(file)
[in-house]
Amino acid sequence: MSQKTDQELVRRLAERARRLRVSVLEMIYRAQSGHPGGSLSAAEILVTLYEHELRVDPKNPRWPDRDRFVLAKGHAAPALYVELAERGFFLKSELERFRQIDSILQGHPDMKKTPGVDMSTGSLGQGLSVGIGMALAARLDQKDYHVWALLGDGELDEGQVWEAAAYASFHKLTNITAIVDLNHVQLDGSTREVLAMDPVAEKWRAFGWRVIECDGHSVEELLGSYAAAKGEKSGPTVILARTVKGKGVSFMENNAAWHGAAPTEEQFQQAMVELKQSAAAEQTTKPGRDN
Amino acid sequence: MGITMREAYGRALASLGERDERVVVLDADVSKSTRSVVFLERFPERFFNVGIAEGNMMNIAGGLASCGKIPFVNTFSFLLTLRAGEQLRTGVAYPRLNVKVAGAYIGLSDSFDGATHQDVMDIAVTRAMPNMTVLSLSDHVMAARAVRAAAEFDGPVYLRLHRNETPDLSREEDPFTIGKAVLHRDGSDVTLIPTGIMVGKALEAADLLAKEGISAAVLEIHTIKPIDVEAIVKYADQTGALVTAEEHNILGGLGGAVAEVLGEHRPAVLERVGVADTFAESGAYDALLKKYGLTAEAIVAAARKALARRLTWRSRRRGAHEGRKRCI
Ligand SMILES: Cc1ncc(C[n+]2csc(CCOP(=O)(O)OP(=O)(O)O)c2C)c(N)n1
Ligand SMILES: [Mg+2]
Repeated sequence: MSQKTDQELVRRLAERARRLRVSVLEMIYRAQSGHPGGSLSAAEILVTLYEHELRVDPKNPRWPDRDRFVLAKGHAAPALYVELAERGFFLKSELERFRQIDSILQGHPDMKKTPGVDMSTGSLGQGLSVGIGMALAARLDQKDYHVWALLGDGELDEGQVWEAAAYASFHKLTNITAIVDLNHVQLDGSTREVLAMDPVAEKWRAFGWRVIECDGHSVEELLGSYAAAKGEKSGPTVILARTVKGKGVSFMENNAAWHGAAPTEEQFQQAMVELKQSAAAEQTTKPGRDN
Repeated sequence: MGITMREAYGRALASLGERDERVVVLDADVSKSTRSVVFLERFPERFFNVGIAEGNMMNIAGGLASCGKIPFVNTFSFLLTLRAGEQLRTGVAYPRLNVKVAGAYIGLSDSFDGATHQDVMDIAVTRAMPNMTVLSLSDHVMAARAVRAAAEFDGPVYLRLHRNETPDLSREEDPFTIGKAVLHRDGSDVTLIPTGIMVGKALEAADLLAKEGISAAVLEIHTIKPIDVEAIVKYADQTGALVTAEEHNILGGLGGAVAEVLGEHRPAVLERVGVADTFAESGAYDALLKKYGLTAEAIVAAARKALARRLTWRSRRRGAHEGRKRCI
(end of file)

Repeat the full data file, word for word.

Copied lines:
[in-house]
Amino acid sequence: MSQKTDQELVRRLAERARRLRVSVLEMIYRAQSGHPGGSLSAAEILVTLYEHELRVDPKNPRWPDRDRFVLAKGHAAPALYVELAERGFFLKSELERFRQIDSILQGHPDMKKTPGVDMSTGSLGQGLSVGIGMALAARLDQKDYHVWALLGDGELDEGQVWEAAAYASFHKLTNITAIVDLNHVQLDGSTREVLAMDPVAEKWRAFGWRVIECDGHSVEELLGSYAAAKGEKSGPTVILARTVKGKGVSFMENNAAWHGAAPTEEQFQQAMVELKQSAAAEQTTKPGRDN
Amino acid sequence: MGITMREAYGRALASLGERDERVVVLDADVSKSTRSVVFLERFPERFFNVGIAEGNMMNIAGGLASCGKIPFVNTFSFLLTLRAGEQLRTGVAYPRLNVKVAGAYIGLSDSFDGATHQDVMDIAVTRAMPNMTVLSLSDHVMAARAVRAAAEFDGPVYLRLHRNETPDLSREEDPFTIGKAVLHRDGSDVTLIPTGIMVGKALEAADLLAKEGISAAVLEIHTIKPIDVEAIVKYADQTGALVTAEEHNILGGLGGAVAEVLGEHRPAVLERVGVADTFAESGAYDALLKKYGLTAEAIVAAARKALARRLTWRSRRRGAHEGRKRCI
Ligand SMILES: Cc1ncc(C[n+]2csc(CCOP(=O)(O)OP(=O)(O)O)c2C)c(N)n1
Ligand SMILES: [Mg+2]
Repeated sequence: MSQKTDQELVRRLAERARRLRVSVLEMIYRAQSGHPGGSLSAAEILVTLYEHELRVDPKNPRWPDRDRFVLAKGHAAPALYVELAERGFFLKSELERFRQIDSILQGHPDMKKTPGVDMSTGSLGQGLSVGIGMALAARLDQKDYHVWALLGDGELDEGQVWEAAAYASFHKLTNITAIVDLNHVQLDGSTREVLAMDPVAEKWRAFGWRVIECDGHSVEELLGSYAAAKGEKSGPTVILARTVKGKGVSFMENNAAWHGAAPTEEQFQQAMVELKQSAAAEQTTKPGRDN
Repeated sequence: MGITMREAYGRALASLGERDERVVVLDADVSKSTRSVVFLERFPERFFNVGIAEGNMMNIAGGLASCGKIPFVNTFSFLLTLRAGEQLRTGVAYPRLNVKVAGAYIGLSDSFDGATHQDVMDIAVTRAMPNMTVLSLSDHVMAARAVRAAAEFDGPVYLRLHRNETPDLSREEDPFTIGKAVLHRDGSDVTLIPTGIMVGKALEAADLLAKEGISAAVLEIHTIKPIDVEAIVKYADQTGALVTAEEHNILGGLGGAVAEVLGEHRPAVLERVGVADTFAESGAYDALLKKYGLTAEAIVAAARKALARRLTWRSRRRGAHEGRKRCI